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If I were Cristóbal Montoro

Montoro has presented, for the second time, territorialized accounts that aim to gauge the fairness of public action. They are the result of an enormous effort. Firstly, a methodological one, as they do not meet internationally recognized criteria, but rather have been developed ad hoc. Secondly, they have required the treatment of a mass of data, most of which can only be adapted to this methodology by applying imaginative assumptions.

The results, however, are what Montoro sought: Catalonia’s deficit with the rest of Spain is only 3.13%, which is exactly what one would expect in terms of its GDP per capita.

Will the results convince the Catalans? Hardly. The exercise is convoluted (all the calculations of fiscal balances are, but these are of the tax-benefit variety, so they are even more so), and it includes a great deal of questionable assumptions. One example: according to Montoro’s calculation: not only do Madrid residents pay more, but they also receive less, in spite of the advantages they enjoy by living in the capital, which are obvious by merely setting foot in Madrid.

If I were Montoro, I would have approached the issue differently.

Over a century working on it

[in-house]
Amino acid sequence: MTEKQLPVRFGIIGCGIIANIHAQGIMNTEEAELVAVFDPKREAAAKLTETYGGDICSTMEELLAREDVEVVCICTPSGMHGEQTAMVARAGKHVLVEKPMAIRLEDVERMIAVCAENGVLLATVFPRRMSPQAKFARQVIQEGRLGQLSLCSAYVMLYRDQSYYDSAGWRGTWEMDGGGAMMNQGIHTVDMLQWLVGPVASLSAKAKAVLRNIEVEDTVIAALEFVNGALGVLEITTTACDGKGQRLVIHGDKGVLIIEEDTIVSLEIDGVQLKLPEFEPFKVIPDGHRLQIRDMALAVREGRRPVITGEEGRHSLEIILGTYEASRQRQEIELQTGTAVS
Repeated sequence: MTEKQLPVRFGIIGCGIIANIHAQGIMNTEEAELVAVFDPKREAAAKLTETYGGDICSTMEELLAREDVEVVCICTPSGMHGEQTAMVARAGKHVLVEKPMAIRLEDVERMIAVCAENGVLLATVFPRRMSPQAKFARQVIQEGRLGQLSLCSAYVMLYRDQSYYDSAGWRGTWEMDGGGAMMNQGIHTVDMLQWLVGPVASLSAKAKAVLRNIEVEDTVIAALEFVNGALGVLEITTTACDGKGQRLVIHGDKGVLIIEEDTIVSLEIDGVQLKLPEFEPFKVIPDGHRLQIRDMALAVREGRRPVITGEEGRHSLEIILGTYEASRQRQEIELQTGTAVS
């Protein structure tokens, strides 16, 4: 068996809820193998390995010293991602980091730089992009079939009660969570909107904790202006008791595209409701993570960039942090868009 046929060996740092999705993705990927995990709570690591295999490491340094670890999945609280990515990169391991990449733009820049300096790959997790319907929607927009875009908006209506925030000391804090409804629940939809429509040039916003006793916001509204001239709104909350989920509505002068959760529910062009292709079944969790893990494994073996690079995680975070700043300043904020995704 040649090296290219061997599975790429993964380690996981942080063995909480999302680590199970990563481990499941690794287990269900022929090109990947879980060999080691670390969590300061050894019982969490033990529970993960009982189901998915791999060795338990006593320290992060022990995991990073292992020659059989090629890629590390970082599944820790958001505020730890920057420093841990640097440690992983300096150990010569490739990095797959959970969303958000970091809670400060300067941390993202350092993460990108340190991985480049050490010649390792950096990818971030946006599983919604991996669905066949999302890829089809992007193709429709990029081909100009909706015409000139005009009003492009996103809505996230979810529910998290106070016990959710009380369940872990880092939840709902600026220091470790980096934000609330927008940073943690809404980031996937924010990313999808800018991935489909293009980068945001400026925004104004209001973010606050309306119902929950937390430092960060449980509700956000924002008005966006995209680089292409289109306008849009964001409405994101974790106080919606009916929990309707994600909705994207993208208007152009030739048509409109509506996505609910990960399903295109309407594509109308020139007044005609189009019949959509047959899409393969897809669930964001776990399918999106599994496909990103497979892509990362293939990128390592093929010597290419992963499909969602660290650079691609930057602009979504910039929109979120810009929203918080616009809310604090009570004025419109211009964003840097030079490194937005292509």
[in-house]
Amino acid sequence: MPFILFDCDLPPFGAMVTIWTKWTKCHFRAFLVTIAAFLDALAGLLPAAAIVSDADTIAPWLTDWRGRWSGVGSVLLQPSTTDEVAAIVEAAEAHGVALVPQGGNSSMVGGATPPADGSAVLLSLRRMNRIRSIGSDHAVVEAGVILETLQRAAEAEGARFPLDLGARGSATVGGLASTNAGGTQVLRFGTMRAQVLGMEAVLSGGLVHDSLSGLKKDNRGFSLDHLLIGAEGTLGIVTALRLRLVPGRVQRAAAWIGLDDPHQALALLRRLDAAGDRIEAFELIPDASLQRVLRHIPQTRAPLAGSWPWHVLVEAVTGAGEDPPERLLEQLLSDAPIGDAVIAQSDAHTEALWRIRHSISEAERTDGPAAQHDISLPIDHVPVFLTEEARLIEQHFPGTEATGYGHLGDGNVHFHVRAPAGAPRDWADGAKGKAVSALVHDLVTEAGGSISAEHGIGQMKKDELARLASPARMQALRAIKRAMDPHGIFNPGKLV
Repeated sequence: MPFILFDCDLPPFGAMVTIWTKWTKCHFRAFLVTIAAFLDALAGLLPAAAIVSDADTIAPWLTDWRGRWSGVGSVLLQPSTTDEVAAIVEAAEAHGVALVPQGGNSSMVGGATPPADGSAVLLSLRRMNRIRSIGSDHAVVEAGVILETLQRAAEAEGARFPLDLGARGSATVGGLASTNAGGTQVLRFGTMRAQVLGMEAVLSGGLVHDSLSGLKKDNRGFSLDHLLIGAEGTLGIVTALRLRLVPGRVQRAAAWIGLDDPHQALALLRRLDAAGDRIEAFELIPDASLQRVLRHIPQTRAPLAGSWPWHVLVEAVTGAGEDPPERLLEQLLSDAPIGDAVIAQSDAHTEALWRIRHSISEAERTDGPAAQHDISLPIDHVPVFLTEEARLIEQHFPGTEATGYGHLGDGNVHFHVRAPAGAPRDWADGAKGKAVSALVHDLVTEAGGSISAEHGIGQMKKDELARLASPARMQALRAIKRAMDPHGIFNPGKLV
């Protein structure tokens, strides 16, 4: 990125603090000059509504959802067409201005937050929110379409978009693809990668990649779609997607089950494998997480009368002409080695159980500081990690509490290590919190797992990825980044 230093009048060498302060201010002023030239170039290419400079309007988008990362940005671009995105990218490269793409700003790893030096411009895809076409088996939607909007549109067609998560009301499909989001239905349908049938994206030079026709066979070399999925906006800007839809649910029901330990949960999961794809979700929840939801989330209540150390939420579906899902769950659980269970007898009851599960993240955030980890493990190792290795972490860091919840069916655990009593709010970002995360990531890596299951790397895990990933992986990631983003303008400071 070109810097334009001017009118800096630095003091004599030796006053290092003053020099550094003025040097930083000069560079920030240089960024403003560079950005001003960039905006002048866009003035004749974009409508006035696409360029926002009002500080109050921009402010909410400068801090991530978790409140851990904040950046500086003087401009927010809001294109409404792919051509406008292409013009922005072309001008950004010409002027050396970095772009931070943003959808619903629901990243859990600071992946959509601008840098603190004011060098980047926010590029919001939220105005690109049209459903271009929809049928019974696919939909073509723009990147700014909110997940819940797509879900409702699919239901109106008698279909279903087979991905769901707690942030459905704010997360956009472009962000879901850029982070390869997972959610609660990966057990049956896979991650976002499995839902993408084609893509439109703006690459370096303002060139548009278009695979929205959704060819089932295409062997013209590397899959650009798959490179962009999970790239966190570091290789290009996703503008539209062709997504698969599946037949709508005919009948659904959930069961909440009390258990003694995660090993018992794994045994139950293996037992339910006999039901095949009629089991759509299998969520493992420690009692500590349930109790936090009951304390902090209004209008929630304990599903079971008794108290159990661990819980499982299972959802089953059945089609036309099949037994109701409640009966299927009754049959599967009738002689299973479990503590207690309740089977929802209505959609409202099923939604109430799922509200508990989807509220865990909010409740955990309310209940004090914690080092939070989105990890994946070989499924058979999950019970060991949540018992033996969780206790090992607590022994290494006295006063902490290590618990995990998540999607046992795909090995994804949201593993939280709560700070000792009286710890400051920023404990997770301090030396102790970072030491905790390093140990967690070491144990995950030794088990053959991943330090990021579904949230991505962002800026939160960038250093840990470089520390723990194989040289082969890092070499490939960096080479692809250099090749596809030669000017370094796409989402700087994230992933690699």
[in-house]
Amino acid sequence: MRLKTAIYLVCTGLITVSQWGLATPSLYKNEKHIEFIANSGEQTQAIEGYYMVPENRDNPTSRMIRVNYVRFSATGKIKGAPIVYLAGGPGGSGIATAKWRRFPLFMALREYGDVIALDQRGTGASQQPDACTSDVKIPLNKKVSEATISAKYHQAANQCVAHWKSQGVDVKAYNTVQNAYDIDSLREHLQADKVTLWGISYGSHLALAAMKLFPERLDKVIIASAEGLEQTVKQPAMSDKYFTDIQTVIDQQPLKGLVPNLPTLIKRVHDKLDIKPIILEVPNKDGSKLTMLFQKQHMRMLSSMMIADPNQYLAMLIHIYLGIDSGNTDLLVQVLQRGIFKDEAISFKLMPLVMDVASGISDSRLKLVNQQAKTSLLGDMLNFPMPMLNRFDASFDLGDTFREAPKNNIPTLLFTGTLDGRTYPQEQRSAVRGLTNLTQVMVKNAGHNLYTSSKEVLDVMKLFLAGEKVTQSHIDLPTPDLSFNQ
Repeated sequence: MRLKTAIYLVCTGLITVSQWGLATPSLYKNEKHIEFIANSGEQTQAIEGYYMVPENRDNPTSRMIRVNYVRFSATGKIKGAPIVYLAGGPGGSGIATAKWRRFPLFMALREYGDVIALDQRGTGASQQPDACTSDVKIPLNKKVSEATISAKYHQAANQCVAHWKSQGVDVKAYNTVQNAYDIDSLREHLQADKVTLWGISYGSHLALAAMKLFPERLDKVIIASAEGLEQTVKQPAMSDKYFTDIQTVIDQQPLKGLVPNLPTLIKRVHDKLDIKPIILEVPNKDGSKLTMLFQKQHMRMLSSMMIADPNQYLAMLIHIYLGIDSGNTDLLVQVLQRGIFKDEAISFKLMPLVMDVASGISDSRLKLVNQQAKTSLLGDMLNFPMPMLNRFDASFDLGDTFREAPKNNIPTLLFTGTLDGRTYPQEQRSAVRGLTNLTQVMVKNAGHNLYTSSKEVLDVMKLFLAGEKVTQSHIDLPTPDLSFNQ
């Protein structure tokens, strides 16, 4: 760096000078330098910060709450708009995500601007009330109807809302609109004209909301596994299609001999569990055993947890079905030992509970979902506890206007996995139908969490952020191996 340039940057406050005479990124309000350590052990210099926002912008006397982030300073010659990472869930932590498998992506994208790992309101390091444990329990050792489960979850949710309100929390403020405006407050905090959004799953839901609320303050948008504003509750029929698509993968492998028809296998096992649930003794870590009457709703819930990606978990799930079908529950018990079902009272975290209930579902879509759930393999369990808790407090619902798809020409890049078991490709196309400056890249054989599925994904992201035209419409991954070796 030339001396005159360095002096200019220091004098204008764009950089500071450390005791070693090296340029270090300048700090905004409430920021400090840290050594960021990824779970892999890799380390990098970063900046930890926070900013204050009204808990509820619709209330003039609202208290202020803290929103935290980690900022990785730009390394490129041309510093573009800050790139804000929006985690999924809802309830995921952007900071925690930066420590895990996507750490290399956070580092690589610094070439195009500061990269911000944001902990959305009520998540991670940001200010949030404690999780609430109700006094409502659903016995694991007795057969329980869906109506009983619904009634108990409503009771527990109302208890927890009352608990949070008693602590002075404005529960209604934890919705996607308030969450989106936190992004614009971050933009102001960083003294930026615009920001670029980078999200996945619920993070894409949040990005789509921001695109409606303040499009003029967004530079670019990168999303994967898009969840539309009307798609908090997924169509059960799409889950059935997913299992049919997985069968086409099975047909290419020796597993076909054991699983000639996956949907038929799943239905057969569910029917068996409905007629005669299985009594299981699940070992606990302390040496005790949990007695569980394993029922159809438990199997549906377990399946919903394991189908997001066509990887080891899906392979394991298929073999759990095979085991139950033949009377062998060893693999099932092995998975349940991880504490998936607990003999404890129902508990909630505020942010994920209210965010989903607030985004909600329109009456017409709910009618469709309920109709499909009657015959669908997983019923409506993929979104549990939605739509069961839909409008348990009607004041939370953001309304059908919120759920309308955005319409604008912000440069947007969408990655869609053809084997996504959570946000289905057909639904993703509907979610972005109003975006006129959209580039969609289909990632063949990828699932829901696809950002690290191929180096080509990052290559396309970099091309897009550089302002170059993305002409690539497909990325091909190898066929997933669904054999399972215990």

If I were Montoro, I would have noted that Catalans have been trying to calculate the fiscal balances for more than a century, always clashing with a secretive State, and always arriving at frightening conclusions; at least since Flos i Calcal (1896) up through Trias Fragas and Ernest Lluch.

I would have noted that Spain calculated and published the 2005 balances following internationally established methodologies, which were confirmed by Catalan calculations; and that Spain, despite promising to publish the balances annually, has not done so. With these antecedents, if I were Montoro I wouldn’t have sponsored a new methodology and further calculations. For all the rigor that went into them, these figures can only convince those who were already convinced.

If I were Montoro and believed that the Catalan deficit with the rest of Spain was only 3.13% of GDP, I would make Catalonia an offer: a fiscal pact with a solidarity cap of 4%1. I would have finished sooner and would have still come out the winner.